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SCOTUS defers to Trump on transgender student rights

Gavin Grimm and his mother (Photo: ACLU)

Gavin Grimm and his mother (Photo: ACLU)

by Alania Romain
In a simple one-sentence order today, the U.S. Supreme Court declined to hear an appeal of the Fourth Circuit Court of Appeals ruling in favor of transgender Virginia student Gavin Grimm being able to access the bathroom that accorded with his gender identity. It instead instructed the Fourth Circuit to reconsider the case in light of the Trump administration’s withdrawal of its predecessor’s interpretation of federal anti-discrimination laws.
The rights of transgender students in America to use the bathroom that matches their gender identity has been a majorly controversial issue, with advocates arguing that schools are unfairly discriminating against trans students, and critics arguing that trans rights put others at risk.
In May 2016, former President Barack Obama issued a directive including gender identity as part of the anti-discrimination law Title IX.
What does the Supreme Court transgender bathroom directive mean for trans kids? It mostly means that the debate will continue to be ongoing. But supporters of Obama’s stance on Title IX worry that it signals a return to state-based decisions over transgender student rights, which will result in discrimination against them.
According to the Associated Press, the Supreme Court decided Monday not to issue a ruling in an anti-discrimination case involving transgender Virginia high school senior Gavin Grimm. Grimm challenged the Gloucester County school board’s 2014 decision to bar transgender students from using the bathroom that matches their gender identities, and Grimm ultimately won a court order in his favor by the Fourth Circuit Court of Appeals, which argued that the Obama administration’s guidance on Title IX meant that the school board had “impermissibly discriminated against him,” according to The Hill. rights for transgender students in public schools, whether or not the administration agrees with that position. But such a finding is unlikely, and students like Grimm will have to hope for vindication in that “open and inclusive process to take place at the local level” instead of the federal courts. Otherwise they are just another example of collateral damage from the events of last November 8.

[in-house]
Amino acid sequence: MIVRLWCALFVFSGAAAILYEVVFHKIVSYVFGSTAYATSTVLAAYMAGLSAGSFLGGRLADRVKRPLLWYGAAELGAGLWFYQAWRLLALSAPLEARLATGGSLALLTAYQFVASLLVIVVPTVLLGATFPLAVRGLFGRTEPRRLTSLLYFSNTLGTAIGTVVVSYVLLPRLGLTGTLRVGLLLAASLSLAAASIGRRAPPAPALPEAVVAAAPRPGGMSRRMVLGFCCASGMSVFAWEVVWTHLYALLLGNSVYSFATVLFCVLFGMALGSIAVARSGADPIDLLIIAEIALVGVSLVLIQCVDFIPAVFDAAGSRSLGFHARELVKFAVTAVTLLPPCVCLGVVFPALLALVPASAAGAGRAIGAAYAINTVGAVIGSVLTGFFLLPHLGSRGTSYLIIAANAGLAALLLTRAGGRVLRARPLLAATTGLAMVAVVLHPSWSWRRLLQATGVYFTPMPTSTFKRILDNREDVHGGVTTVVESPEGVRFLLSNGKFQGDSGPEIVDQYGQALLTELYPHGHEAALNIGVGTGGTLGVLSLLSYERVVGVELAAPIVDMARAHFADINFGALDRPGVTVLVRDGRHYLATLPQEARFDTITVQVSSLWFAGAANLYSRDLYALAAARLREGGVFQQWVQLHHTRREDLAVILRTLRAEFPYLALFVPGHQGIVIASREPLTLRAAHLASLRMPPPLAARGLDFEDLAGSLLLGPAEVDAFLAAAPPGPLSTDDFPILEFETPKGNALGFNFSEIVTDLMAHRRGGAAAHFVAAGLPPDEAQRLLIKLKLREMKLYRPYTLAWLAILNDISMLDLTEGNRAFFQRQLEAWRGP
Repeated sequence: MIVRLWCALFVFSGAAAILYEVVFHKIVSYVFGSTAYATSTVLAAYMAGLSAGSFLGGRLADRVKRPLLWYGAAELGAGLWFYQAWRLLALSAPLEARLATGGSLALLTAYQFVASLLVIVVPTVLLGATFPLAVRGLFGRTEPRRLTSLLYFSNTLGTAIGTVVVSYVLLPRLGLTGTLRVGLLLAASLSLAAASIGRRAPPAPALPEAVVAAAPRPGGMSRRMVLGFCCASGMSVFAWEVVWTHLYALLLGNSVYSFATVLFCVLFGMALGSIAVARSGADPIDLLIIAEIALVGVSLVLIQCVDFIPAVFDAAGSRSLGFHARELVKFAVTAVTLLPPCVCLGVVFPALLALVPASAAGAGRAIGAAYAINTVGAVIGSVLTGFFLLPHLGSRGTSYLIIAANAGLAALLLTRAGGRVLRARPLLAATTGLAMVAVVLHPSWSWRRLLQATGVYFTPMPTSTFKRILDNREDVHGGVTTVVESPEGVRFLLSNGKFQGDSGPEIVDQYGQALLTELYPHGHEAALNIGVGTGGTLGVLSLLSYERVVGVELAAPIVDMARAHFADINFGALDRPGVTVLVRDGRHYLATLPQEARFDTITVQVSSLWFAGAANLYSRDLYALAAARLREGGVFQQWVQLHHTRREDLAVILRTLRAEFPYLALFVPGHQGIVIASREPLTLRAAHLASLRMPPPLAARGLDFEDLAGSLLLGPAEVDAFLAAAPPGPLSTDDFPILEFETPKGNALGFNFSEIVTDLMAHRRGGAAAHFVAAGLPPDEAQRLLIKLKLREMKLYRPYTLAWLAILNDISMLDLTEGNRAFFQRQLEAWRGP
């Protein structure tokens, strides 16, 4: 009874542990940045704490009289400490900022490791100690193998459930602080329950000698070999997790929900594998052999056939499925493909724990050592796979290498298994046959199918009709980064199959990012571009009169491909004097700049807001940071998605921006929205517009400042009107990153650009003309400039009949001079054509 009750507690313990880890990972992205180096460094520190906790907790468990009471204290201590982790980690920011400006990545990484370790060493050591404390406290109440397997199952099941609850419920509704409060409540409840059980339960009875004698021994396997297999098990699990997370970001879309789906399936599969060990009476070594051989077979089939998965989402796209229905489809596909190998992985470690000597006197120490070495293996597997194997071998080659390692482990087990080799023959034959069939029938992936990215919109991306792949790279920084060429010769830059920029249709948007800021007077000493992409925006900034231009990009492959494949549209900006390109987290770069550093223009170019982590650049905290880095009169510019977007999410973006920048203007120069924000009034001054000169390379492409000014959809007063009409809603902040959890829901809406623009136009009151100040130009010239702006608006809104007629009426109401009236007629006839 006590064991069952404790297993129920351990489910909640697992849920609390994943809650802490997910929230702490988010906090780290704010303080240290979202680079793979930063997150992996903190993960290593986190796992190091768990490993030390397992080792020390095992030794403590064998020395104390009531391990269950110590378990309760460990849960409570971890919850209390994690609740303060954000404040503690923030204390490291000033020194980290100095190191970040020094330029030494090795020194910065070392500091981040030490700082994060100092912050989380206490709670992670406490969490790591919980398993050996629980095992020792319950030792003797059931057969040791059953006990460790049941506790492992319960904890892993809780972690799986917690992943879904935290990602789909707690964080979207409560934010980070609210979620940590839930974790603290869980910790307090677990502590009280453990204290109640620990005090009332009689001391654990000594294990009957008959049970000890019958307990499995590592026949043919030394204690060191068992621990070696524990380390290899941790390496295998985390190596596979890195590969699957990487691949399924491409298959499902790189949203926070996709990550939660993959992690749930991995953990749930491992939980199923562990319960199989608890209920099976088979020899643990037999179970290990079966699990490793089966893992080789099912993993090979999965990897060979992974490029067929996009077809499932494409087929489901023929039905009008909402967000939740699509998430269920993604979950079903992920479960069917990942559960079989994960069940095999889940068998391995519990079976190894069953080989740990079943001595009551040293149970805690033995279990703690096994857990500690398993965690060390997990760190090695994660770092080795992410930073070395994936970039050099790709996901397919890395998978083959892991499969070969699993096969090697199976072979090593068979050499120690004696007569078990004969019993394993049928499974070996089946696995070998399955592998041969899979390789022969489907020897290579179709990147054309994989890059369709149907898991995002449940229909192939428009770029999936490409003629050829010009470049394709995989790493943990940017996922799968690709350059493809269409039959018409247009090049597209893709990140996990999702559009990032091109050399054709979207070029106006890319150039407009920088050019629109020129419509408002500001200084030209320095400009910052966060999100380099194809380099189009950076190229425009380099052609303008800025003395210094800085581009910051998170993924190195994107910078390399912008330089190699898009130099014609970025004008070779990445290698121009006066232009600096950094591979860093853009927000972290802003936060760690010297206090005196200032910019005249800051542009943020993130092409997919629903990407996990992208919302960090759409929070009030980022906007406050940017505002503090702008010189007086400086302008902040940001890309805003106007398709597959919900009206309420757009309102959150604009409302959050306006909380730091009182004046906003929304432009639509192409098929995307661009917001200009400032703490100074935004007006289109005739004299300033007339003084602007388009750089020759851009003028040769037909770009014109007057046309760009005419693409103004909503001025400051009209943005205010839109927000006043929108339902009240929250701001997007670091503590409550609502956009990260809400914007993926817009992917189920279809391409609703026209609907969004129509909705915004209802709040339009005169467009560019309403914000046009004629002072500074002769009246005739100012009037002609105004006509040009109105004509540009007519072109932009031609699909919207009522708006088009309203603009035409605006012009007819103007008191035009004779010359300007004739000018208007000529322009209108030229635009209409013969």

The case was expected to be heard by the Supreme Court later this month, but after the Department of Justice and the Education Department rescinded the Obama directive, the Supreme Court chose to throw out the lower ruling that sided with Grimm. The case is now expected to go back to a Virginia court, which will have to reassess Title IX and its implications for transgender students independent of the Obama Administration’s guidance. According to the Associated Press, similar cases are pending in other parts of the country, and will likely receive the same ruling.
One major difficulty with administering a ruling in these cases is that Title IX’s position in regards to transgender students depends on legal interpretation. The Obama directive argued that the law, which protects students from discrimination in all federally-funded schools, also “encompasses discrimination based on a student’s gender identity, including discrimination based on a student’s transgender status,” according to The Advocate, and that “a school must not treat a transgender student differently from the way it treats other students of the same gender identity.” In addition to allowing transgender students from using the appropriate bathroom, the directive also noted that schools had an obligation to use transgender students’ preferred names and gender pronouns, regardless of what appears on their official school records.
That was an important step ahead for LGBTQ rights, but the directive was not legally binding, and 12 states responded by filing injunctions against it, according to CNN. Two states have since won national injunctions (which are currently still in place), and now that the Trump administration has signaled it’s desire to move away fromi transgender rights. (-Romper.com)

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